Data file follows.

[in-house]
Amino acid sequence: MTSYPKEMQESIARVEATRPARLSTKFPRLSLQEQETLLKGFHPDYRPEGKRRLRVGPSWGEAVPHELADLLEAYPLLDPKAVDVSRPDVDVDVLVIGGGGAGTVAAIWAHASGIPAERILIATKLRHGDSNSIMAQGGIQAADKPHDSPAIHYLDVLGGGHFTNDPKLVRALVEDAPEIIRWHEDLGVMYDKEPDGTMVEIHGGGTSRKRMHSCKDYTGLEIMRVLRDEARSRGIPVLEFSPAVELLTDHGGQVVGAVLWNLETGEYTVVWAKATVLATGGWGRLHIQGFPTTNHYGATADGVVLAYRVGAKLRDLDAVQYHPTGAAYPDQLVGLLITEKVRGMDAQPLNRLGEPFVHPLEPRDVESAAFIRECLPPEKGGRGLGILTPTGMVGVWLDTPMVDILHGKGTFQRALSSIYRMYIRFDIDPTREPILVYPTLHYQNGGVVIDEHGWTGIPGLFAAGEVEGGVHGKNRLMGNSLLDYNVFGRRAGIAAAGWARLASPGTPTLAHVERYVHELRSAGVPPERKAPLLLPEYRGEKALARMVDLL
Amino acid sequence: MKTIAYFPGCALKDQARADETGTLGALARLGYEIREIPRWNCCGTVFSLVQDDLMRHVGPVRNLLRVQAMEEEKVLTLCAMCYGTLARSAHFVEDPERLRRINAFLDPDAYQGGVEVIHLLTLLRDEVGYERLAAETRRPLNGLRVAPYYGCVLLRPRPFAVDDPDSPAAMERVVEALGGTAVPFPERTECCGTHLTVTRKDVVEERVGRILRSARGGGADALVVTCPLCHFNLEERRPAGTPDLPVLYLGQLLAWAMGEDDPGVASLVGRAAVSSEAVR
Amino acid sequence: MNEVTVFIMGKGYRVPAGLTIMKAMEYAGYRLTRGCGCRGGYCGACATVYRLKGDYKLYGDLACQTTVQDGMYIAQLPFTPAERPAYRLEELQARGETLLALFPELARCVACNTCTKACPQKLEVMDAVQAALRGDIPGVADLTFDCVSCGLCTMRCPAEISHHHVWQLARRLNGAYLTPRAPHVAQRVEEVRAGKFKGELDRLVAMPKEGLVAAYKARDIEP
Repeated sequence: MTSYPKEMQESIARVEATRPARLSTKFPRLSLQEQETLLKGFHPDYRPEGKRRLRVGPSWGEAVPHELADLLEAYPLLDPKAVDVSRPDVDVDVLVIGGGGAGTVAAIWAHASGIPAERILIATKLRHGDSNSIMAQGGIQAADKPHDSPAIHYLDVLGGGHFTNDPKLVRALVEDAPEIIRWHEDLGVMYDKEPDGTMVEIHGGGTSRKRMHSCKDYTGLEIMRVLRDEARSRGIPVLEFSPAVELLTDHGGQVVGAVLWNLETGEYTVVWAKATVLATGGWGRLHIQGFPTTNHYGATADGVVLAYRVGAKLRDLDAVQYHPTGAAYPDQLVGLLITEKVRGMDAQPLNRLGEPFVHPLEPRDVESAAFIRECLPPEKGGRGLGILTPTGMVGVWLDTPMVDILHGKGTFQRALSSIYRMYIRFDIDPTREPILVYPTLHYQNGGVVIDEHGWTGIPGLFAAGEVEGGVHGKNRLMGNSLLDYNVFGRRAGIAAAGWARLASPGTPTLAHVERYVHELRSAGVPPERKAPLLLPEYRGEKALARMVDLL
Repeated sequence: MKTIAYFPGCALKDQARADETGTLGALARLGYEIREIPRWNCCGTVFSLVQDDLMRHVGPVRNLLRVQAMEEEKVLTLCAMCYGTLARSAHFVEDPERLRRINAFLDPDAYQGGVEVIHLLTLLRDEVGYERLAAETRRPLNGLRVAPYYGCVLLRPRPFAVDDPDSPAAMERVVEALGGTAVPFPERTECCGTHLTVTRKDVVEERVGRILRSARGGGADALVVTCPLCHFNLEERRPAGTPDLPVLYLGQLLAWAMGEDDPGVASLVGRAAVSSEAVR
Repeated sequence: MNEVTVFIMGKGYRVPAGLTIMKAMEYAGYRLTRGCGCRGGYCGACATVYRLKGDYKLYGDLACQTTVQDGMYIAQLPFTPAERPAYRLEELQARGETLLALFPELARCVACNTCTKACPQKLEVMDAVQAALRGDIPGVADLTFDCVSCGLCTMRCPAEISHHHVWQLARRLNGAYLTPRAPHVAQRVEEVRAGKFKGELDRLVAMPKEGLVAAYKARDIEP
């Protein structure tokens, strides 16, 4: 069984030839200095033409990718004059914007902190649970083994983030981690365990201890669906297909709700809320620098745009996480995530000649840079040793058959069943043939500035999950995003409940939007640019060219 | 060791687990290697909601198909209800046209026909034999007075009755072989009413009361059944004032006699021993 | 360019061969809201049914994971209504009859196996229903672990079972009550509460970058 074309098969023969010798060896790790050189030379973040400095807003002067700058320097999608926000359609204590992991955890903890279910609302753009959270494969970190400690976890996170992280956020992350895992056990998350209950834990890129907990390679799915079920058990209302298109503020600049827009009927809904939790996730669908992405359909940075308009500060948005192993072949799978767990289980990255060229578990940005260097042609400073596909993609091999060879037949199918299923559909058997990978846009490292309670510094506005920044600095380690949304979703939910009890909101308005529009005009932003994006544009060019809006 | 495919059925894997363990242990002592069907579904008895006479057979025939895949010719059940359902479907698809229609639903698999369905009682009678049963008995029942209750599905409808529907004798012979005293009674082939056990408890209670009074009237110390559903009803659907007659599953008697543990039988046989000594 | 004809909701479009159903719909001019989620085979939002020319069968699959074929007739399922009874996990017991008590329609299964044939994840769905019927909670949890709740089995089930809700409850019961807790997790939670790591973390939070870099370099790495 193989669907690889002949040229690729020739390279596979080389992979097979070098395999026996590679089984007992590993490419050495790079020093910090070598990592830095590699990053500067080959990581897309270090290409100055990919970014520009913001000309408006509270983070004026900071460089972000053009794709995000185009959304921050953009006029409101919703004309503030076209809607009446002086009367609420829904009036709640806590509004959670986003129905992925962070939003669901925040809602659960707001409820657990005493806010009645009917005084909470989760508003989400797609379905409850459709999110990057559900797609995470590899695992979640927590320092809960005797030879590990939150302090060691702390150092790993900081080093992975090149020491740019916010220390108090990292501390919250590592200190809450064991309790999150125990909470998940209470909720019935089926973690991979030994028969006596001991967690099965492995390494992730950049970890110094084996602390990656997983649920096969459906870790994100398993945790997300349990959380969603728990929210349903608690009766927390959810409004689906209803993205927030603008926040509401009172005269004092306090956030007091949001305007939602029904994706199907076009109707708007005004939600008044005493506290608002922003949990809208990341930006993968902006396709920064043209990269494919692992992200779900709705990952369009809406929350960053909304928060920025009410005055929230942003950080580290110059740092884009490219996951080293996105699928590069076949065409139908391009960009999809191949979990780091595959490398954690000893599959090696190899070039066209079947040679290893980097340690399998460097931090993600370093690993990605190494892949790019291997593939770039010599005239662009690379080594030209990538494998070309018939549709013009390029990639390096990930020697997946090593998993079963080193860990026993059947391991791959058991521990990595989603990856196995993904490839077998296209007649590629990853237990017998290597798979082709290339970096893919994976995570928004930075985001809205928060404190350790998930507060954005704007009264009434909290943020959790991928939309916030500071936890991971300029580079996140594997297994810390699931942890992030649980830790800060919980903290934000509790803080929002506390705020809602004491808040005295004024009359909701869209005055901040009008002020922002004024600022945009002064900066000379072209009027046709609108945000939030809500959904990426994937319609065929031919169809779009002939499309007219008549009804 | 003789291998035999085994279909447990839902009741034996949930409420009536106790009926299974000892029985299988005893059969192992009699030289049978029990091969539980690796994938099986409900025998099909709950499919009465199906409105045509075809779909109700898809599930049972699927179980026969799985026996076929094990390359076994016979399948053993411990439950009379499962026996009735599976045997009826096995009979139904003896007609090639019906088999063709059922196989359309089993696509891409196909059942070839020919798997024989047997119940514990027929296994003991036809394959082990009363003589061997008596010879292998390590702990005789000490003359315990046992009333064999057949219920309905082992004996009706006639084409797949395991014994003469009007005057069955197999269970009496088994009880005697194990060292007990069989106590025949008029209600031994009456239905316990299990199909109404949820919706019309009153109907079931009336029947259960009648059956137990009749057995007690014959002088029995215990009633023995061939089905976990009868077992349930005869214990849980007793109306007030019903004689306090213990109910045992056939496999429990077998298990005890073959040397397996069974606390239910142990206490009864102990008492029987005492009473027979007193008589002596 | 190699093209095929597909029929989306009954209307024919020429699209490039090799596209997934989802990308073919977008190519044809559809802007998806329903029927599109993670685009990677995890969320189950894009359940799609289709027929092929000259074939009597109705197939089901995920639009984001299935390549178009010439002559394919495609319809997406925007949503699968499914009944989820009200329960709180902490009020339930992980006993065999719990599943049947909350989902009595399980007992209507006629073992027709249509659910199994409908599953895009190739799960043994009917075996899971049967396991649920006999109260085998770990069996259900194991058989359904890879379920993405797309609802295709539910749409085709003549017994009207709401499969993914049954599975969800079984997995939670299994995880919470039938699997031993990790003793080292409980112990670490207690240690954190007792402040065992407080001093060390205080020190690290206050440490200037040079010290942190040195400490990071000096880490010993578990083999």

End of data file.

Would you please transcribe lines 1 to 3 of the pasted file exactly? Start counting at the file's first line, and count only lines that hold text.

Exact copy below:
[in-house]
Amino acid sequence: MTSYPKEMQESIARVEATRPARLSTKFPRLSLQEQETLLKGFHPDYRPEGKRRLRVGPSWGEAVPHELADLLEAYPLLDPKAVDVSRPDVDVDVLVIGGGGAGTVAAIWAHASGIPAERILIATKLRHGDSNSIMAQGGIQAADKPHDSPAIHYLDVLGGGHFTNDPKLVRALVEDAPEIIRWHEDLGVMYDKEPDGTMVEIHGGGTSRKRMHSCKDYTGLEIMRVLRDEARSRGIPVLEFSPAVELLTDHGGQVVGAVLWNLETGEYTVVWAKATVLATGGWGRLHIQGFPTTNHYGATADGVVLAYRVGAKLRDLDAVQYHPTGAAYPDQLVGLLITEKVRGMDAQPLNRLGEPFVHPLEPRDVESAAFIRECLPPEKGGRGLGILTPTGMVGVWLDTPMVDILHGKGTFQRALSSIYRMYIRFDIDPTREPILVYPTLHYQNGGVVIDEHGWTGIPGLFAAGEVEGGVHGKNRLMGNSLLDYNVFGRRAGIAAAGWARLASPGTPTLAHVERYVHELRSAGVPPERKAPLLLPEYRGEKALARMVDLL
Amino acid sequence: MKTIAYFPGCALKDQARADETGTLGALARLGYEIREIPRWNCCGTVFSLVQDDLMRHVGPVRNLLRVQAMEEEKVLTLCAMCYGTLARSAHFVEDPERLRRINAFLDPDAYQGGVEVIHLLTLLRDEVGYERLAAETRRPLNGLRVAPYYGCVLLRPRPFAVDDPDSPAAMERVVEALGGTAVPFPERTECCGTHLTVTRKDVVEERVGRILRSARGGGADALVVTCPLCHFNLEERRPAGTPDLPVLYLGQLLAWAMGEDDPGVASLVGRAAVSSEAVR